Volunteer for NIAID-funded clinical studies related to tuberculosis on ClinicalTrials.gov.
Findings from an NIAID study, appearing online ahead of print in the May 19, 2011, issue of Immunity, provide new insights into how the immune system clears mycobacterial infections and how the behavior of immune cells differs in lab cultures versus living tissues.
Mycobacterium tuberculosis is the bacterium that causes tuberculosis (TB), an airborne disease that leads to the formation in the lungs of immune-cell masses called granulomas. Investigators led by Ronald Germain, M.D., Ph.D., chief of NIAID's Laboratory of Systems Biology, and Alan Sher, Ph.D., chief of NIAID's Laboratory of Parasitic Diseases, used a type of high-resolution imaging called 2-photon intravital microscopy to study TB infection in a mouse model. Intravital microscopy enables researchers to visualize inside the tissues and organs of a living animal how the immune system responds to bacteria and other microbes in real time.
The NIAID investigators used 2-photon intravital microscopy to examine T-cell interactions with other cells in TB granulomas formed in the liver of mice. They found that the majority of T cells migrated rapidly within the granuloma cell mass, but only a small percentage of them stopped and bound to cells bearing antigen, a molecule that triggers an immune response. Previous studies have demonstrated that arrested T-cell movement occurs as a consequence of T-cell activation.
Given the rarity of arrested T cells in the granuloma, the team hypothesized that very few of these cells were actually participating in the antimicrobial response. This finding was unexpected because previous studies performed in the test tube with cells isolated from a living organism showed very robust T-cell responses to mycobacterial antigen.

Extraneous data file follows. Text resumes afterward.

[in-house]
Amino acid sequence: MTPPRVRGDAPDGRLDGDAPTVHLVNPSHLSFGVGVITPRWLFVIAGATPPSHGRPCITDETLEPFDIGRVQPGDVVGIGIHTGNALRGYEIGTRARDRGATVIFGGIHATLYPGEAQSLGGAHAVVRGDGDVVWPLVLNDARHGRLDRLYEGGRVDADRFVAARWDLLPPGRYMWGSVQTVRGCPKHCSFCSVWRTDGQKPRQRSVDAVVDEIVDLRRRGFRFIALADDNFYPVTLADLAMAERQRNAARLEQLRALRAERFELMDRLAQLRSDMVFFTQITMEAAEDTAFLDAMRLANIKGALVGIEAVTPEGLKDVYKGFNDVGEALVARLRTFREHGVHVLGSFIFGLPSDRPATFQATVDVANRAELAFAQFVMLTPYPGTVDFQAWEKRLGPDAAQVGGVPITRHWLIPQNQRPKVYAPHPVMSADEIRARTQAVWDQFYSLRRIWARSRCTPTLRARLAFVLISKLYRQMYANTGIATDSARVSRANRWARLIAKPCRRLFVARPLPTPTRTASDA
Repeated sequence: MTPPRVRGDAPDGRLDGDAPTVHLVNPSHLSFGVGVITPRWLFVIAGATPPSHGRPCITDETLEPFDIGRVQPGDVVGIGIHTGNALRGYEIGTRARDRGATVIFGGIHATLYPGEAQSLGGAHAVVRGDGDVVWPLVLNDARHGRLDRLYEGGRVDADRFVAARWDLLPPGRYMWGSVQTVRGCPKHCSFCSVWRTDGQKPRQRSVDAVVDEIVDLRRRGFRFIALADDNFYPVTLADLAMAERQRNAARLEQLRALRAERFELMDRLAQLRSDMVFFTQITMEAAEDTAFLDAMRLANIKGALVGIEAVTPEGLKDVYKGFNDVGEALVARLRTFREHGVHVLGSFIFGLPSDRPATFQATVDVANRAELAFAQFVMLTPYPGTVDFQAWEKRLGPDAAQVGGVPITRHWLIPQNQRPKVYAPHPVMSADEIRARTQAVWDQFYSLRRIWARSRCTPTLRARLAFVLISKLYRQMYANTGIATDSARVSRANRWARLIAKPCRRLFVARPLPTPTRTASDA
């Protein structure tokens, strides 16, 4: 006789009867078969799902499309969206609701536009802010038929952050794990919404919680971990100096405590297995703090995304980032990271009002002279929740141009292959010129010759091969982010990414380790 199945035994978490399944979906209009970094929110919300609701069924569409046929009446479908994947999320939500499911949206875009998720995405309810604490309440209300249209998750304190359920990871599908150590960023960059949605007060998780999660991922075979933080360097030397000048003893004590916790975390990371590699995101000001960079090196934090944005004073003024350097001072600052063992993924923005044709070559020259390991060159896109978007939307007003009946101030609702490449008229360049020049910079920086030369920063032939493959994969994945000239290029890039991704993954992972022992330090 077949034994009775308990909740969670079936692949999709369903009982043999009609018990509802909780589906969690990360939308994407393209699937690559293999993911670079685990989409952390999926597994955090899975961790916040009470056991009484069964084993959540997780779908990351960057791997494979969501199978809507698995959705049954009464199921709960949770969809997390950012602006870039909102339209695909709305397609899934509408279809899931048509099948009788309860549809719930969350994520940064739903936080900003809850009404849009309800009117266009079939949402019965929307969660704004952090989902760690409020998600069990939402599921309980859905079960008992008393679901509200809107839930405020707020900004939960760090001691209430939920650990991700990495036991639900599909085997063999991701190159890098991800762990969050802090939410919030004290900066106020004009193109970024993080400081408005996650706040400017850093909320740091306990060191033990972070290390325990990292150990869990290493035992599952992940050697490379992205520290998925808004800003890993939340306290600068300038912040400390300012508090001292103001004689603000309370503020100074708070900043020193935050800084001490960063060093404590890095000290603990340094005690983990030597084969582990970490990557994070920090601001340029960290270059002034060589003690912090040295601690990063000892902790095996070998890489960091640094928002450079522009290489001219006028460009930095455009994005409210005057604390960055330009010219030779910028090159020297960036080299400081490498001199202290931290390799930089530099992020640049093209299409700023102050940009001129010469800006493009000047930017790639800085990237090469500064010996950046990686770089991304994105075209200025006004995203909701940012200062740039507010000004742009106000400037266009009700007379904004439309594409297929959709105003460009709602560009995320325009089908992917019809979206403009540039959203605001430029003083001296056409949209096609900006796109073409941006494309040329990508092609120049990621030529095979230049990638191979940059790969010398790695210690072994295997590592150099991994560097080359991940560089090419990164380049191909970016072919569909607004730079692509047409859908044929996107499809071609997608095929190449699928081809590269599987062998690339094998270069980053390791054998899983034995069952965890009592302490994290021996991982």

Further work showed that a very low number of T cells in the granulomas secreted IFN-gamma, a cell-signaling molecule that helps other immune cells kill mycobacteria and is indicative of T cell activation. These results were in stark contrast to experiments conducted by the NIAID team in which large amounts of synthetic TB antigen was administered to the infected animals. Results from these experiments showed that almost all the T cells in the granulomas made the signaling molecule, thereby producing a strong antimicrobial response.
These findings indicate that only a small percentage of immune cells capable of clearing a mycobacterial infection are active at any one moment during the course of the infection. Although T cells that bind to antigen-presenting cells within TB granulomas make the IFN-gamma needed to fight the microbe, the response is muted. But, based on the team's observations of T-cell behavior in response to synthetic antigen given to the infected animals, it appears that there is a potential for T cells to clear TB infections much more aggressively if more antigen is present to activate the T cells. The difference in results appears to relate to the ability of mycobacteria to limit how much antigen is visible to the T cells in the granuloma. The observations also demonstrate how distinctly cells behave in an artificial lab setting versus a real infected site.
The team's results indicate that strategies aimed at increasing the level of antigen presented in a granuloma may be a promising new direction in therapeutics against TB. Boosting the amount of antigen could improve the bacteria-killing ability of the T cells that take up residence in the granuloma during infection.
Egen JE, Rothfuchs AG, Feng CG, Horowitz MA, Sher A, Germain RN. Intravital imaging reveals limited antigen presentation and T cell effector function in mycobacterial granulomas. Immunity. 2011 May 19 [Epub ahead of print].
NIAID's Tuberculosis Web portal
Dr. Germain's lab page and Dr. Sher's lab page
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Last Updated December 21, 2011
Last Reviewed June 02, 2011